At last Lincoln rose to speak. His voice was high-pitched, but powerful, with a hint of a Kentucky accent. As photographers struggled to get the one existent picture of Lincoln and the audience settled in for an extended speech, Lincoln finished delivering his brief remarks and sat down to tepid applause.

Afterwards Lincoln was to say to his friend, Ward Lamon, "Those remarks won't scour," i.e. the speech was not a success. The Harrisburg Union agreed referring to the "silly remarks of the President." (Braden 82)

History's verdict was different, however. Perhaps the enduring power of the speech was as a literary document, for as the text of Lincoln's remarks appeared in newspapers across the land, there was a growing sense of approbation in the nation's newspapers for what Lincoln had said.

The speech itself is a tiny masterpiece. Using elevated language, for example, "four score and seven years ago" rather than 87 years ago, and classical rhetorical devices such as parallelism--"government of the people, by the people, and for the people or "can not dedicate, can not consecrate, can not hallow" and antithesis "little note, nor long remember," Lincoln managed to say volumes in only a few words.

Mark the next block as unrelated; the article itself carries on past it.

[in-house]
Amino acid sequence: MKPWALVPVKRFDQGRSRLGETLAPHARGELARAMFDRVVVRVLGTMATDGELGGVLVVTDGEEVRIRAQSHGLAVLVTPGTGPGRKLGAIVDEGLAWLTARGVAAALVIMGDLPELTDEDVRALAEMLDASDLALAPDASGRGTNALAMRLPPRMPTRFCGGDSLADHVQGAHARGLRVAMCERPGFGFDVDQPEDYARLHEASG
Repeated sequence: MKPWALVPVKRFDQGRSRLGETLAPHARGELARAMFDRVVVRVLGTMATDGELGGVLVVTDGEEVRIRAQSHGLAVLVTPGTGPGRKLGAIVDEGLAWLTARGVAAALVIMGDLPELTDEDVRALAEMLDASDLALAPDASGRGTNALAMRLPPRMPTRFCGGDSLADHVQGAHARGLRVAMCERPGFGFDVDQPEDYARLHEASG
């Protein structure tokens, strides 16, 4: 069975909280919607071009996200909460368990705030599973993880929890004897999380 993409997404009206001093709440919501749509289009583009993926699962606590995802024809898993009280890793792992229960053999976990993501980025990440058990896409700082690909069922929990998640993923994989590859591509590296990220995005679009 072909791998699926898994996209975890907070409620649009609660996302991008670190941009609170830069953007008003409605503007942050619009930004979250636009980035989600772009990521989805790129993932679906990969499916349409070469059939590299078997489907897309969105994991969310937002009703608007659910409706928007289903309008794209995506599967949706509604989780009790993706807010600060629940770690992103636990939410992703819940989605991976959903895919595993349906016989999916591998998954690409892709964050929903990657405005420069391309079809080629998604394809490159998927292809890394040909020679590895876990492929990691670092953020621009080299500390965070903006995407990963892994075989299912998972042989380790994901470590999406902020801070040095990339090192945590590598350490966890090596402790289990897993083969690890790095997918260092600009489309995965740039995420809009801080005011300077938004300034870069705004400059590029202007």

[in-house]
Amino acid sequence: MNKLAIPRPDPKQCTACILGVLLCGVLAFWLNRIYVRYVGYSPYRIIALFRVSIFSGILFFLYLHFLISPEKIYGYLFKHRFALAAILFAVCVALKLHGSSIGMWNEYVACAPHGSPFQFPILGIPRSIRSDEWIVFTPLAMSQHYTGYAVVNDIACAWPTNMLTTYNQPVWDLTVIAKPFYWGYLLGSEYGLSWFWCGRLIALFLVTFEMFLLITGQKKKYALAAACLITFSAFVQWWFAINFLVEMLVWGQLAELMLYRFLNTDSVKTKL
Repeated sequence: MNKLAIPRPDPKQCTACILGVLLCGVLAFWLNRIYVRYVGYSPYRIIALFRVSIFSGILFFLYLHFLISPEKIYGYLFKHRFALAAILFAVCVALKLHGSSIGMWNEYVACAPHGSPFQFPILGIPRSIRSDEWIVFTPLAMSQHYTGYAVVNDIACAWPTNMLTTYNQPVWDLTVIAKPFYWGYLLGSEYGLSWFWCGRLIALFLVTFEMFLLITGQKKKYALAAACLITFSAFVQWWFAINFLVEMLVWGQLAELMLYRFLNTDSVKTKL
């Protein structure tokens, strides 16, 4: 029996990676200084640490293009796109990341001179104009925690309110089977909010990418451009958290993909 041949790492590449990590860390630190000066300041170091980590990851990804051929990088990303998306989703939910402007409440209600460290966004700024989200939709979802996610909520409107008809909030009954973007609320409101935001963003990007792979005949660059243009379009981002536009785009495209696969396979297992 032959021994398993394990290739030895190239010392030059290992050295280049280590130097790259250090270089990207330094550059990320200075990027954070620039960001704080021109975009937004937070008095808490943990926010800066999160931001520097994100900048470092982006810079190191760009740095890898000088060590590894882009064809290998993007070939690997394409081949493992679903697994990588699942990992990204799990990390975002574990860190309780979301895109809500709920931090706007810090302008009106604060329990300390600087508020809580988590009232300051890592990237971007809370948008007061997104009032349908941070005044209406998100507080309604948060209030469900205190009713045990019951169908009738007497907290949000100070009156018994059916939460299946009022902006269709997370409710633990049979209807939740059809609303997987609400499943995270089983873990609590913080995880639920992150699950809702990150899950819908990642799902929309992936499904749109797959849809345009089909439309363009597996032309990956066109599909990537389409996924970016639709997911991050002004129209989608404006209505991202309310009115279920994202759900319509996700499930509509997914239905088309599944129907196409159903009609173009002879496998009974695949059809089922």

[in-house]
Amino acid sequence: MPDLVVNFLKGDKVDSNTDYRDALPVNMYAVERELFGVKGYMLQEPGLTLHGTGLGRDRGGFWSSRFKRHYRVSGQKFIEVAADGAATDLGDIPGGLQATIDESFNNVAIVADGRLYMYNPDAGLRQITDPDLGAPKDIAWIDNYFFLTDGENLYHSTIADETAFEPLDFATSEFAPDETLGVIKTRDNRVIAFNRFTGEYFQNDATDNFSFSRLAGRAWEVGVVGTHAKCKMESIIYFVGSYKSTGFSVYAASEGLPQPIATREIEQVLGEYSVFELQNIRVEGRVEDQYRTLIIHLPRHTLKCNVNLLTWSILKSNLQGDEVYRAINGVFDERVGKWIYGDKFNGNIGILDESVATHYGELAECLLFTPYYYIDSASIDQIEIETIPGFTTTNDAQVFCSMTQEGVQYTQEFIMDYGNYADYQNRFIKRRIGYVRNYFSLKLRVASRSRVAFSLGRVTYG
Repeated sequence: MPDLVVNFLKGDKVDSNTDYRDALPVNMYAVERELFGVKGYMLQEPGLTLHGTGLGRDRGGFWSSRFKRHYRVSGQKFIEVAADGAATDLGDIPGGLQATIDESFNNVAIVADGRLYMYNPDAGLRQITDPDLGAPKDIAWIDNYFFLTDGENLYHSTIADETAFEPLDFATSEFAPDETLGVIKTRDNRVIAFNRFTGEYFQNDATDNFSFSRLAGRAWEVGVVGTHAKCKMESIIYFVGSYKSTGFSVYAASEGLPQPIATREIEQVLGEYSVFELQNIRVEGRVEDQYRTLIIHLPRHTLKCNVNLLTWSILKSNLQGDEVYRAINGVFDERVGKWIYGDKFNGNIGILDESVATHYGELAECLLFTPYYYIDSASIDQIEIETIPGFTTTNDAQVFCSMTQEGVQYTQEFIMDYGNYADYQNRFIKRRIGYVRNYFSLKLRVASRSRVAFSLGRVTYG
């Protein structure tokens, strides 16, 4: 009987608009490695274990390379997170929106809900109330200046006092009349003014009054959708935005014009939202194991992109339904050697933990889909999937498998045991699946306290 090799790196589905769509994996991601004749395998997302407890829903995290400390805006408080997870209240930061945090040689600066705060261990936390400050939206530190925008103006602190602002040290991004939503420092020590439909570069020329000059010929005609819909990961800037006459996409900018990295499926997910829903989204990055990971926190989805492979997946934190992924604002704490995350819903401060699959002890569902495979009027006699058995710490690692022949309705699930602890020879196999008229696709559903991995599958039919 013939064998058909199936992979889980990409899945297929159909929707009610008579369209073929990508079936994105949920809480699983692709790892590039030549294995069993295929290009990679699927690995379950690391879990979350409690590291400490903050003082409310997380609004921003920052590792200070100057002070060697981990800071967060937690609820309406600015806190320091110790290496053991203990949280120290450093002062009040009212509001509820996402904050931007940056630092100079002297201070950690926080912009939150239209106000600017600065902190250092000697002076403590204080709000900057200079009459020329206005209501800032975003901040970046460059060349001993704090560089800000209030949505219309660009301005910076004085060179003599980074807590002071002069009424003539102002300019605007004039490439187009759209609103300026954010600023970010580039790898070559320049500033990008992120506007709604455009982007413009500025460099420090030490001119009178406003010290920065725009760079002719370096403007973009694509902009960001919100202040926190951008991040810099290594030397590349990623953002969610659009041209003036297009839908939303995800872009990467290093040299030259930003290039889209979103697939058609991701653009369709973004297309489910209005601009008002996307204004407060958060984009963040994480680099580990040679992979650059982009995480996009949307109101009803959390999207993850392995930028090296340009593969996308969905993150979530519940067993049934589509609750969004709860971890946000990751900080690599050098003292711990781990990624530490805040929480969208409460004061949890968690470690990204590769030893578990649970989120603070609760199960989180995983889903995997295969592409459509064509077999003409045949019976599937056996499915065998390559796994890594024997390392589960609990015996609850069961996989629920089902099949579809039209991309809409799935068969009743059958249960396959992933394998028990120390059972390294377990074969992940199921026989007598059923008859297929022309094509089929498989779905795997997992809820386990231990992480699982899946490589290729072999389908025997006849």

Interestingly, he made no direct references to the Confederacy or the final disposition of the war; rather he contented himself with a call to the nation's highest ideals, making it clear that the aim of the war was no longer simply salvation of the union, but rather pursuit of a new vision of equality for all.

It was that very appeal to equality that inflamed some of the most vocal critics of Lincoln's speech, for example, the New York World howled in outrage that the Constitution said nothing about equality (Donald 465); thus, suggesting Lincoln had far overstepped the boundaries of his Presidential powers. However, it seems history has had a different verdict.


Braden, Waldo W. Abraham Lincoln: Public Speaker. Louisiana State Univ. Press. Baton Rouge. 1988.

Donald, David Herbert. Lincoln. Simon and Schuster. New York. 1995.

Jordan, Wintrhop D. et al. The United States. 5th ed. Prentice-Hall, Englewood Cliffs, 1982.

© High Speed Ventures 2011